Nowadays most stores have a dedicated educational resources section filled with all things Alphabet, Spelling and Reading. They are marketed as being beneficial to develop early literacy skills and often labelled suitable for children aged 3+. Let me tell you something… the alphabet isn’t the starting point for literacy learning. There are other key concepts and skills that children need to understand before learning the sounds and letters of the alphabet.
When building a house a strong foundation is critical. Everything depends on it and if rushed or short-cuts are taken, the house will inevitably prove problematic down the track. Similarly, introducing literacy concepts to children too early and before they are developmentally ready has been scientifically proven to cause difficulties in later years.
So if the alphabet isn’t the start, what is? With specific reference to learning to read and write, there are a few key ingredients. One of which is Phonological Awareness.
Phonological Awareness is most commonly referred to by educators as an umbrella or continuum of early skills that increase with complexity and build upon each other. It is oral and auditory language based. Below is a very condensed snapshot of key skills it includes;
- Exploring words as a whole: identifying how many we say, whether they are long or short and playing around with compound words.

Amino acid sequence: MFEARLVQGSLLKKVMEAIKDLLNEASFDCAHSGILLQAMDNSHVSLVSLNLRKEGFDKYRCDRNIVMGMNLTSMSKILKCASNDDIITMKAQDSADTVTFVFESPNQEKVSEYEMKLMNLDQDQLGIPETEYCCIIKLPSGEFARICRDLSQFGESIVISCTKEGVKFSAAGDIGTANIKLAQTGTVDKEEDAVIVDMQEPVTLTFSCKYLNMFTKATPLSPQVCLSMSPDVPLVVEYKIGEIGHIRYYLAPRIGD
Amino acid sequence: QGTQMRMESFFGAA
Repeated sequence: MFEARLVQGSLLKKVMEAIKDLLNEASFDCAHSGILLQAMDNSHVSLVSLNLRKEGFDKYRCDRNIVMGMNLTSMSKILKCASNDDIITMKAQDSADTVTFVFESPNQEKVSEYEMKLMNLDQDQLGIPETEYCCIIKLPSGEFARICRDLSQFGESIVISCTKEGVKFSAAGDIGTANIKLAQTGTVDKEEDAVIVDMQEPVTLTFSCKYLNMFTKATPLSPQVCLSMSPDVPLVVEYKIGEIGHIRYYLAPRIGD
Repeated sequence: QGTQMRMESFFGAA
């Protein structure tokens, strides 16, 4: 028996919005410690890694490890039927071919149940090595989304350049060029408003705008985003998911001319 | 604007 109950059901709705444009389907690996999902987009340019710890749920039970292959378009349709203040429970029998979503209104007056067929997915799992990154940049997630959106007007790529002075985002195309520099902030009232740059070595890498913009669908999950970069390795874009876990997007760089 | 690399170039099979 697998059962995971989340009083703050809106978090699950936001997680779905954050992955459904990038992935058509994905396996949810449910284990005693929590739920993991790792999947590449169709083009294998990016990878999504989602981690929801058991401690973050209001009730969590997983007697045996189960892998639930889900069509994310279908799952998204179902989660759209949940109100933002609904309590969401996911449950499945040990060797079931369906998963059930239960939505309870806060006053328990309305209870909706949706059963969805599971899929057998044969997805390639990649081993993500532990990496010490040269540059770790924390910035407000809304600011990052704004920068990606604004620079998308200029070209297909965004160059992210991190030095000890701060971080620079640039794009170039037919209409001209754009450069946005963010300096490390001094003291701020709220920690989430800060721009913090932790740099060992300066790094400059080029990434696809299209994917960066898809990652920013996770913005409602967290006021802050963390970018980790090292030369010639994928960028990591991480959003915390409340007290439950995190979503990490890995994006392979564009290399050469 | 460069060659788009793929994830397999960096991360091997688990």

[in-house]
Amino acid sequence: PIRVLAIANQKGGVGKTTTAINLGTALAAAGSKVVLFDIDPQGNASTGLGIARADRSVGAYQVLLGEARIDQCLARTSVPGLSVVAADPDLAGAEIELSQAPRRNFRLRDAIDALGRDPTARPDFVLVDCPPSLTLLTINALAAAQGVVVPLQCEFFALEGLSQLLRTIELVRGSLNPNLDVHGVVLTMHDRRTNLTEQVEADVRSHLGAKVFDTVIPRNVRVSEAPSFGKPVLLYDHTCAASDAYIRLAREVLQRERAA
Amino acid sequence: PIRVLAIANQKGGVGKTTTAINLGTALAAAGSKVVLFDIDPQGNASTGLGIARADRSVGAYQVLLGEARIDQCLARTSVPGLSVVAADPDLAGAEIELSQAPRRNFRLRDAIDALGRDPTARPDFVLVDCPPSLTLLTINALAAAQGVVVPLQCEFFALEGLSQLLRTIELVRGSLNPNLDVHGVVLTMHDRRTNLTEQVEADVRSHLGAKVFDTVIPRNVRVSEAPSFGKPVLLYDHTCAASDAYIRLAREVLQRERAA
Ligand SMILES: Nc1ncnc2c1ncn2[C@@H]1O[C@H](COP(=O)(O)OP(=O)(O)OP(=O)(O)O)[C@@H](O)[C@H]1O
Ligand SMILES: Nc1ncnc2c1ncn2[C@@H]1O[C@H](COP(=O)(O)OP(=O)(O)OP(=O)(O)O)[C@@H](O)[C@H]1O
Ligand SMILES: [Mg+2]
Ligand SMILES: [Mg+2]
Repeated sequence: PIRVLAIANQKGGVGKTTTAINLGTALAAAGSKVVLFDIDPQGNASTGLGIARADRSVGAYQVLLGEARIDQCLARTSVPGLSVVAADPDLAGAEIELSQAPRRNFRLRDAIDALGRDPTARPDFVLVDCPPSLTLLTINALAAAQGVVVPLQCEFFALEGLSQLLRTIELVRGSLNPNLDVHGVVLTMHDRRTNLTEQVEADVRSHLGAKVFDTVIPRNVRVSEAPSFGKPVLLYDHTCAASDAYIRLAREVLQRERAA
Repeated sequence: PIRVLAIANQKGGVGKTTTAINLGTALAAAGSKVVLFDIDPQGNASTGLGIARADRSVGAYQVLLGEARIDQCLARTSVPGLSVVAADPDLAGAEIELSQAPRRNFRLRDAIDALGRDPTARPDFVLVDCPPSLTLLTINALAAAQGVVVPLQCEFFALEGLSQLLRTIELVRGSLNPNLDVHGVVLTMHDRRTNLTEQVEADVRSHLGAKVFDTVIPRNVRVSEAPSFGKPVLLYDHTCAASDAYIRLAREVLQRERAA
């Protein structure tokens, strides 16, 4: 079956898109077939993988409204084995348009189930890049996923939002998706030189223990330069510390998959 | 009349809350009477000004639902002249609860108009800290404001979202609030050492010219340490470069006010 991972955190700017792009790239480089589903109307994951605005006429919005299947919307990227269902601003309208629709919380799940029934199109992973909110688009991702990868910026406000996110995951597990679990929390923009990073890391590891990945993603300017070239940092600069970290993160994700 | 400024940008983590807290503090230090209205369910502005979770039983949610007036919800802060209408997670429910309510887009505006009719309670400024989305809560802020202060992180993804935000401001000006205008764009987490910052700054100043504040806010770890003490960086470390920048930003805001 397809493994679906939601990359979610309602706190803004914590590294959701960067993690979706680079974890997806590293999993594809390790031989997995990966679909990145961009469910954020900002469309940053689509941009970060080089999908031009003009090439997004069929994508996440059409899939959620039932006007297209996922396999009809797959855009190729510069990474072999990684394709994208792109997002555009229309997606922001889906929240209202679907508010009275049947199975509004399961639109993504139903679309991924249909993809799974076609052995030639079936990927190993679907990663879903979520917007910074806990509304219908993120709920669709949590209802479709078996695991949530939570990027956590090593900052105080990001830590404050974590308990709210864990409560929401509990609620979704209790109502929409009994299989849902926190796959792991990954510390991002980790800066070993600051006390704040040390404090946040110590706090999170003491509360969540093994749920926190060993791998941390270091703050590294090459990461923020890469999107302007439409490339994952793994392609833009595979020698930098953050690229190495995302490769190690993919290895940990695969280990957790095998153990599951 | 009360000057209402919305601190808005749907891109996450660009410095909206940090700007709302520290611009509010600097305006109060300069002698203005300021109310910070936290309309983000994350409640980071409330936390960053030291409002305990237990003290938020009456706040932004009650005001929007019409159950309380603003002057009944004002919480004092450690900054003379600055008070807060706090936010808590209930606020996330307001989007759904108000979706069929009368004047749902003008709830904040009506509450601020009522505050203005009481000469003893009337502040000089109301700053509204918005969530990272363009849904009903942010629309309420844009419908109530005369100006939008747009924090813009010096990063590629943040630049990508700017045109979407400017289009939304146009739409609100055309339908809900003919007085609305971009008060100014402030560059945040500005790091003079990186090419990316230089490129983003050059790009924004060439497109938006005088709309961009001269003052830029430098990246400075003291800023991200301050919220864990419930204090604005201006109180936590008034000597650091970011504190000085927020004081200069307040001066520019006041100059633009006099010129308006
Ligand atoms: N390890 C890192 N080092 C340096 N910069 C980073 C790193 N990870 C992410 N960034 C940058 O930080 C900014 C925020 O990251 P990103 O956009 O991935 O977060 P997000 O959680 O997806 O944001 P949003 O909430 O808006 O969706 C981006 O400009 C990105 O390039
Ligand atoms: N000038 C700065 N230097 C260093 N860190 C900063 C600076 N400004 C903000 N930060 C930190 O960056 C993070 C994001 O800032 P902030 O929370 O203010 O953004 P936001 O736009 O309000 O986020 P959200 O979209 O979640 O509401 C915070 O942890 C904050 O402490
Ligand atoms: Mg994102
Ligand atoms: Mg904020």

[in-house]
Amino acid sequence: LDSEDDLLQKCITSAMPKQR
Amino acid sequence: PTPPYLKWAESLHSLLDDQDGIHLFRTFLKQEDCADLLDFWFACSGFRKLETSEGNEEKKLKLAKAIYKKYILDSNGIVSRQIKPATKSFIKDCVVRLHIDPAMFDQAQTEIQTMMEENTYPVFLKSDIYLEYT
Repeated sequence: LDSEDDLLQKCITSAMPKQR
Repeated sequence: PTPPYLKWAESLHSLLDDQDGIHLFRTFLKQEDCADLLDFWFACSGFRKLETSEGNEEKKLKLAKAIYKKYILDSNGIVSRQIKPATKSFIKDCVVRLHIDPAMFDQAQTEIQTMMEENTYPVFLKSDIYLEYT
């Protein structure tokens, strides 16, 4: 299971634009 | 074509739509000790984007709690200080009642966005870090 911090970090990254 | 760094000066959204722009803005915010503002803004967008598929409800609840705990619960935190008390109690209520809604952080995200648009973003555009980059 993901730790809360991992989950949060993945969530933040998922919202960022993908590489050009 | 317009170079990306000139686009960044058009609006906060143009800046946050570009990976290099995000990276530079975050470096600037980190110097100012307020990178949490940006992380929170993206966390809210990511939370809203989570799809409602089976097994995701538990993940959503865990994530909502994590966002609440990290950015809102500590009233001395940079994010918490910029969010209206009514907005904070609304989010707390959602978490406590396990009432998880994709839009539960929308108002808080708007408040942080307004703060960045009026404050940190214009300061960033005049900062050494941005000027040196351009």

- Syllables and onset-rime: segmenting and blending words into syllables, identifying rhyming words and generating additional ones.
- Phonemes (sounds): looking at initial, medial and final sounds and blending, segmenting and playing around with words by deleting sounds and inserting new ones. It is only here at this level where alphabet resources start to become of relevance and support.
As a parent do I need to fully understand all of this? The short answer is not really. These skills form the base of formal early literacy learning and will be explicitly taught when appropriate along with other essential components. It is however beneficial to have a level of awareness where literacy learning begins, and that learning the sounds and letters of the alphabet is a complex skill reliant on prior knowledge and skills of the way language and sounds work together.
Be assured that there is no need to buy every educational resource we think we should have or do with our children. What we should divert our efforts to is the most powerful learning tool for children; providing a playful environment rich with conversation and connection.